Authorities have tracked down an outbreak of E. coli to a chain restaurant, and are conducting test to see if it is the cause.
A major outbreak of E. coli in four New Jersey counties have officials scrambling to get a handle on the developing situation. A total of eight cases have been reported involving the potentially deadly disease, and officials think they may stem from a single chain restaurant.
Specifically, authorities reportedly are concerned that a single Panera Bread location may be ground zero of the outbreak of E. coli, but they are not quite sure and more investigation will be required. They are conducting laboratory tests to be sure after eight people were hospitalized, five of whom have since been discharged.
E. coli is a potentially seriously illness, but most healthy people will get better without treatment within a week. The elderly, very young, and those with compromised immune systems are most at risk from the disease, which can cause blood in the stool, high fever, and significant vomiting.
The full statement from the New Jersey Department of Health follows below.
The Department of Health is in the preliminary stages of an investigation into eight cases of E. coli in four counties. The Department is investigating a possible association with a chain restaurant, but the association may be broader than a single chain restaurant. The Department is in the process of gathering food history data from those who became ill.
The NJ Department of Health is still awaiting lab tests to determine if the strain of E Coli bacteria (there are many) match. The CDC will then conduct confirmatory tests. To date, eight people have been hospitalized and five of those individuals have been discharged. While those who are infected with E. Coli usually get better by themselves within about 5 to 7 days, some illnesses can be serious or even life-threatening. We encourage people to contact their health care provider if they have diarrhea that lasts for more than 3 days or is accompanied by high fever, blood in the stool, or so much vomiting that they cannot keep liquids down and they pass very little urine. In addition, about 5 to 10% of people who are diagnosed with Shiga toxin-producing E. coli infection develop a potentially life-threatening complication known as hemolytic uremic syndrome (HUS). HUS develops about 7 days after symptoms first appear, when diarrhea is improving. Clues that someone is developing HUS include decreased frequency of urination, feeling very tired, and losing pink color in cheeks and inside the lower eyelids. Any who develop these symptoms should seek out medical care.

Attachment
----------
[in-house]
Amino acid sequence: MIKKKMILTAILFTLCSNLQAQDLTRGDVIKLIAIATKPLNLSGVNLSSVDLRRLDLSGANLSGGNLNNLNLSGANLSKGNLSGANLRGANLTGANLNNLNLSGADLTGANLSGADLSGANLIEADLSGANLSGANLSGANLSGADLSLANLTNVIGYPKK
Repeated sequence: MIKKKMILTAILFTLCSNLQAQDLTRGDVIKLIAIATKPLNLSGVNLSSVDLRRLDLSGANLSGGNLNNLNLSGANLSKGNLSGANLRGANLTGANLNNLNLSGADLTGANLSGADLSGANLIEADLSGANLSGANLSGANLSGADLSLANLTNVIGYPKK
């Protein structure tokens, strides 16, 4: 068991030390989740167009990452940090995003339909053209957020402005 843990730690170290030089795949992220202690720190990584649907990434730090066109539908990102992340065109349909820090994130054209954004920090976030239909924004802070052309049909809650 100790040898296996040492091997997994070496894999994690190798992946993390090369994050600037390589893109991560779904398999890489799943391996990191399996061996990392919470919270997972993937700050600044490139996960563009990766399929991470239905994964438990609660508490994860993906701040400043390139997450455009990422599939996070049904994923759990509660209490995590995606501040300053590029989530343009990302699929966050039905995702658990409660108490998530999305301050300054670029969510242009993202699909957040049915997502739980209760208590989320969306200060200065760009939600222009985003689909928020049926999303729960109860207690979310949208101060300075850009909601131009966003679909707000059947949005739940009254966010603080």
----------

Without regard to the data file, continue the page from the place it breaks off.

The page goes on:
It can be very difficult to determine where someone got sick. Individuals could have eaten a number of meals in a number of places before becoming ill. They could have eaten at several restaurants, at home or eaten food purchased at a supermarket. Sometimes the food source associated with illness is never determined. That’s why we conduct many interviews with sick individuals to get food history data and work with food safety officials to investigate food sources. There are two parts to the investigation:
1. State lab tests are being done to determine if the strains of E Coli match; then the CDC does confirmatory tests.
2. Investigating to try to determine the common food source that made people sick. We’re working with the FDA district office in New Jersey and our own investigators to trace back sources of food the individuals may have eaten as well as looking at records such as invoices of vouchers of food deliveries made to any of the restaurants that may be part of the investigation.
We are working with the U.S. Food and Drug Administration, the CDC, and local health departments on this continuing investigation. As more information becomes available, we will provide that to the public. The 4 counties are Somerset, Hunterdon, Middlesex and Warren. The case breakdown is 4 in Hunterdon, 1 Warren, 1 Middlesex and 2 in Somerset.
The following is an excerpt from Wikipedia on the disease.
Escherichia coli is a Gram-negative, facultatively anaerobic, rod-shaped, coliform bacterium of the genus Escherichia that is commonly found in the lower intestine of warm-blooded organisms (endotherms). Most E. coli strains are harmless, but some serotypes can cause serious food poisoning in their hosts, and are occasionally responsible for product recalls due to food contamination. The harmless strains are part of the normal flora of the gut, and can benefit their hosts by producing vitamin K2, and preventing colonization of the intestine with pathogenic bacteria, having a symbiotic relationship. E. coli is expelled into the environment within fecal matter. The bacterium grows massively in fresh fecal matter under aerobic conditions for 3 days, but its numbers decline slowly afterwards.
E. coli and other facultative anaerobes constitute about 0.1% of gut flora, and fecal–oral transmission is the major route through which pathogenic strains of the bacterium cause disease. Cells are able to survive outside the body for a limited amount of time, which makes them potential indicator organisms to test environmental samples for fecal contamination. A growing body of research, though, has examined environmentally persistent E. coli which can survive for extended periods outside a host.
The bacterium can be grown and cultured easily and inexpensively in a laboratory setting, and has been intensively investigated for over 60 years. E. coli is a chemoheterotroph whose chemically defined medium must include a source of carbon and energy. E. coli is the most widely studied prokaryotic model organism, and an important species in the fields of biotechnology and microbiology, where it has served as the host organism for the majority of work with recombinant DNA. Under favorable conditions, it takes up to 20 minutes to reproduce.